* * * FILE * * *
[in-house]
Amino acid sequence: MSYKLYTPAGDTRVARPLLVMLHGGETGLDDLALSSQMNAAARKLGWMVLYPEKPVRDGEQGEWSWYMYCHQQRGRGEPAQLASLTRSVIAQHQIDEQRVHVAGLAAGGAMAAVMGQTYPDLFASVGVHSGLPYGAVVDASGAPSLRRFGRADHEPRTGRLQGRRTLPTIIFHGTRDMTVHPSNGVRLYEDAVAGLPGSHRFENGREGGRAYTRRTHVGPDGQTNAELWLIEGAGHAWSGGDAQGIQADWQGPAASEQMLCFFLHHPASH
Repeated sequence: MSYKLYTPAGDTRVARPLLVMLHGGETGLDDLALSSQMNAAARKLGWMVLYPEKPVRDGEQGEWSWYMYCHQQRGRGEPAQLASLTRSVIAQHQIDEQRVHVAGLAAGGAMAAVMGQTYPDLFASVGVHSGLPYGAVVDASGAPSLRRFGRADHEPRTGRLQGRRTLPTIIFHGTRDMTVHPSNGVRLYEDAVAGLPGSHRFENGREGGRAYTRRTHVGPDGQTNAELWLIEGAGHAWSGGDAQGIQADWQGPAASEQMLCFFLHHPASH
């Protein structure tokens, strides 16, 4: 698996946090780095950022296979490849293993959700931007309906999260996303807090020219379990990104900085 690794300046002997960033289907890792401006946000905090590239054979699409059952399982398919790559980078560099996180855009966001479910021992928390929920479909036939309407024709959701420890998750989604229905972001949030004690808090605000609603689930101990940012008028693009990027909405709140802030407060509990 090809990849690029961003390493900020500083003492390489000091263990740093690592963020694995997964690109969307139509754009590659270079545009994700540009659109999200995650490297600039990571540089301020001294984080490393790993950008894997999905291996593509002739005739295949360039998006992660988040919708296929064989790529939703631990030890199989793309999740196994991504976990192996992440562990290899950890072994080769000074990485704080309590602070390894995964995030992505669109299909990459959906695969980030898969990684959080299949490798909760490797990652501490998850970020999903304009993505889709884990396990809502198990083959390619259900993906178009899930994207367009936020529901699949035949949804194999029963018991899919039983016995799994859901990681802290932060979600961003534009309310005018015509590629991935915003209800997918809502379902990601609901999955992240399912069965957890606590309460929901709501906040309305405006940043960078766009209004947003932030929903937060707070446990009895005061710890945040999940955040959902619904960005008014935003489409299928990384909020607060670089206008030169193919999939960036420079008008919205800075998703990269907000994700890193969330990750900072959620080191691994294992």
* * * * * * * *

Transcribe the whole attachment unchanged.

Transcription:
[in-house]
Amino acid sequence: MSYKLYTPAGDTRVARPLLVMLHGGETGLDDLALSSQMNAAARKLGWMVLYPEKPVRDGEQGEWSWYMYCHQQRGRGEPAQLASLTRSVIAQHQIDEQRVHVAGLAAGGAMAAVMGQTYPDLFASVGVHSGLPYGAVVDASGAPSLRRFGRADHEPRTGRLQGRRTLPTIIFHGTRDMTVHPSNGVRLYEDAVAGLPGSHRFENGREGGRAYTRRTHVGPDGQTNAELWLIEGAGHAWSGGDAQGIQADWQGPAASEQMLCFFLHHPASH
Repeated sequence: MSYKLYTPAGDTRVARPLLVMLHGGETGLDDLALSSQMNAAARKLGWMVLYPEKPVRDGEQGEWSWYMYCHQQRGRGEPAQLASLTRSVIAQHQIDEQRVHVAGLAAGGAMAAVMGQTYPDLFASVGVHSGLPYGAVVDASGAPSLRRFGRADHEPRTGRLQGRRTLPTIIFHGTRDMTVHPSNGVRLYEDAVAGLPGSHRFENGREGGRAYTRRTHVGPDGQTNAELWLIEGAGHAWSGGDAQGIQADWQGPAASEQMLCFFLHHPASH
């Protein structure tokens, strides 16, 4: 698996946090780095950022296979490849293993959700931007309906999260996303807090020219379990990104900085 690794300046002997960033289907890792401006946000905090590239054979699409059952399982398919790559980078560099996180855009966001479910021992928390929920479909036939309407024709959701420890998750989604229905972001949030004690808090605000609603689930101990940012008028693009990027909405709140802030407060509990 090809990849690029961003390493900020500083003492390489000091263990740093690592963020694995997964690109969307139509754009590659270079545009994700540009659109999200995650490297600039990571540089301020001294984080490393790993950008894997999905291996593509002739005739295949360039998006992660988040919708296929064989790529939703631990030890199989793309999740196994991504976990192996992440562990290899950890072994080769000074990485704080309590602070390894995964995030992505669109299909990459959906695969980030898969990684959080299949490798909760490797990652501490998850970020999903304009993505889709884990396990809502198990083959390619259900993906178009899930994207367009936020529901699949035949949804194999029963018991899919039983016995799994859901990681802290932060979600961003534009309310005018015509590629991935915003209800997918809502379902990601609901999955992240399912069965957890606590309460929901709501906040309305405006940043960078766009209004947003932030929903937060707070446990009895005061710890945040999940955040959902619904960005008014935003489409299928990384909020607060670089206008030169193919999939960036420079008008919205800075998703990269907000994700890193969330990750900072959620080191691994294992």